IBC 2018 Reflections: Encompass Digital Media CEO Chris Walters on Babcock acquisition and OTT-market explosion

Encompass Digital Media hit IBC 2018 fresh off announcing its plans to acquire Babcock International Group’s Media Services business. With the deal, Encompass will look to expand its footprint in the EMEA and extend its combined channel-layout, transmission, and digital-products portfolio, as well as adding international radio distribution to its suite of services.

Encompass Digital Media CEO Chris Walters

SVG sat down with CEO Chris Walters to discuss why the Babcock deal made sense for Encompass; how it adds to the company’s digital-services portfolio at a time when the OTT market is exploding; the company’s recent M&E customer wins; and how he sees the balance between fiber, satellite, and public-internet solutions for backhaul/contribution evolving in the coming years.

Why did the Babcock International deal make sense for Encompass, and how will it impact your services portfolio moving forward?
We’re really excited about the Babcock [acquisition]. Our company has been built up through a variety of M&E transactions over the years, and this is a great example. One of the regions that we were looking to scale was EMEA, which was the smallest of our four regions. And so we’ve looked at a variety of opportunities over the last couple years to do that. The Babcock [acquisition] comes down to a few main factors.

First, we wanted to increase scale, which is why we’re looking at developing more businesses in the EMEA region. They have some services that are directly overlapping with some things that we do, such as playout, meaning we can now do that effectively on a larger scale.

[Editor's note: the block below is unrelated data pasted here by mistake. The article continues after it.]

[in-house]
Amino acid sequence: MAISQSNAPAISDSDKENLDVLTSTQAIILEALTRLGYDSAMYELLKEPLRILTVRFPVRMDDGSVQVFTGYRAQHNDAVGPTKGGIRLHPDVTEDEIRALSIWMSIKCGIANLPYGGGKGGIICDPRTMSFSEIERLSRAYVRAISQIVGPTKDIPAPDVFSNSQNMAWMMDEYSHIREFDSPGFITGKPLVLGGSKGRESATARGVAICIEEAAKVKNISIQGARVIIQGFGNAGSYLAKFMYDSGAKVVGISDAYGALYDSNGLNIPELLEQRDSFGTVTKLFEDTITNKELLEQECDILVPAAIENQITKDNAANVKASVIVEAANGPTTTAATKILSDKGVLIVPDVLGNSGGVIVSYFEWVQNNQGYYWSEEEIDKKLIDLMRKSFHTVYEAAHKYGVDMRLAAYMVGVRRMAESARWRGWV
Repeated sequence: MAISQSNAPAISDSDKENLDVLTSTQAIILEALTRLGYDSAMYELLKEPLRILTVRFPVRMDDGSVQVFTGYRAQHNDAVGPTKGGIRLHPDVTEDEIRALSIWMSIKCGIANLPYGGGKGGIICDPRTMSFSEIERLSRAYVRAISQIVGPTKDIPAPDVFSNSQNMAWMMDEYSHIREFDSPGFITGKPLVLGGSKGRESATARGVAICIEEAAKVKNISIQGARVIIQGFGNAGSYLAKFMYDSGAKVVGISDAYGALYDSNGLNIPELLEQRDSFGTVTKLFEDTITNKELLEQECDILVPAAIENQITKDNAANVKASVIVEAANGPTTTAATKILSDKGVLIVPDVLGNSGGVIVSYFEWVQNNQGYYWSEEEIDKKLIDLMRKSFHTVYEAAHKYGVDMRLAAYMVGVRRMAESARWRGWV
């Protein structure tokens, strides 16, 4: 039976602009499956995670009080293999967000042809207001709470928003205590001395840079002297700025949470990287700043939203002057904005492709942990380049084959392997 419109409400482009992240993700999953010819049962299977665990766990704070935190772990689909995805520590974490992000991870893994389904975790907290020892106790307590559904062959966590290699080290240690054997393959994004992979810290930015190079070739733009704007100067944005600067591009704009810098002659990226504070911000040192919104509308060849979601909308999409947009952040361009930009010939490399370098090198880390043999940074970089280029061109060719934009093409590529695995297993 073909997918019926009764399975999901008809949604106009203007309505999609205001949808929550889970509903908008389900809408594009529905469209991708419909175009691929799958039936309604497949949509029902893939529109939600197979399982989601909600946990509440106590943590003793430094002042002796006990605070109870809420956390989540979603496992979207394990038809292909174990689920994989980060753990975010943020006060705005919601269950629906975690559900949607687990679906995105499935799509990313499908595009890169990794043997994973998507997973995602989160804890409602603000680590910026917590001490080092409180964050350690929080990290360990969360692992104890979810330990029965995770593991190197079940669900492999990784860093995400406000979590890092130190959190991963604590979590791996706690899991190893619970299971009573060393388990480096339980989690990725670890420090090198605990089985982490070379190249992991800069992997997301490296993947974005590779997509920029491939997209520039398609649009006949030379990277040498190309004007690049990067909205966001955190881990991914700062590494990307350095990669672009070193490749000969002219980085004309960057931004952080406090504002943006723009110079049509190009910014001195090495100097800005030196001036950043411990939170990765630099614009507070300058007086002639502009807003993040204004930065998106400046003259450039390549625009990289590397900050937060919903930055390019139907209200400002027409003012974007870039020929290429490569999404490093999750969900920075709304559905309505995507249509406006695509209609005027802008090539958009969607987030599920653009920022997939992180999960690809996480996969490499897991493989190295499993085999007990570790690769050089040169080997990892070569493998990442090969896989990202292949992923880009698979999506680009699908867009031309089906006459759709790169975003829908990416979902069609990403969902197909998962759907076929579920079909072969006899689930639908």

Second, they have some very sophisticated digital services supporting some really demanding clients. While we provide a wide variety of digital services across the globe, we found their offering with a variety of other clients to be a step further than our efforts thus far. We thought that the combined digital-services [portfolio] was something that we could offer to a broad set of clients around the globe.

Third, [Babcock] has great relationships with some of the most important media companies in the world, and a large portion of that relates to audio distribution. They are heavily involved in radio distribution, while we’re primarily focused on media distribution, so it’s a natural extension for us.

And finally, they have a great management team. It’s a midsize business with really strong leadership. So we thought trying to scale up in the region while also adding some really skilled people to our team was important. I would expect a large share of [Babcock’s executive team] to be part of our team going forward.

Specific to your second point about adding digital services, how do you think the Babcock deal bolsters Encompass’s digital offering?
Right now, there is a whole host of digital players in the market that are acquiring sports rights at a pace that is much more rapid than in prior years. Spending is growing materially, and the value of the deals is going way up. Therefore, the expectations in terms of the quality of delivery are also rising. When you pay tens or hundreds of millions of dollars for sports rights, you’re not going to accept a mediocre [streaming] experience.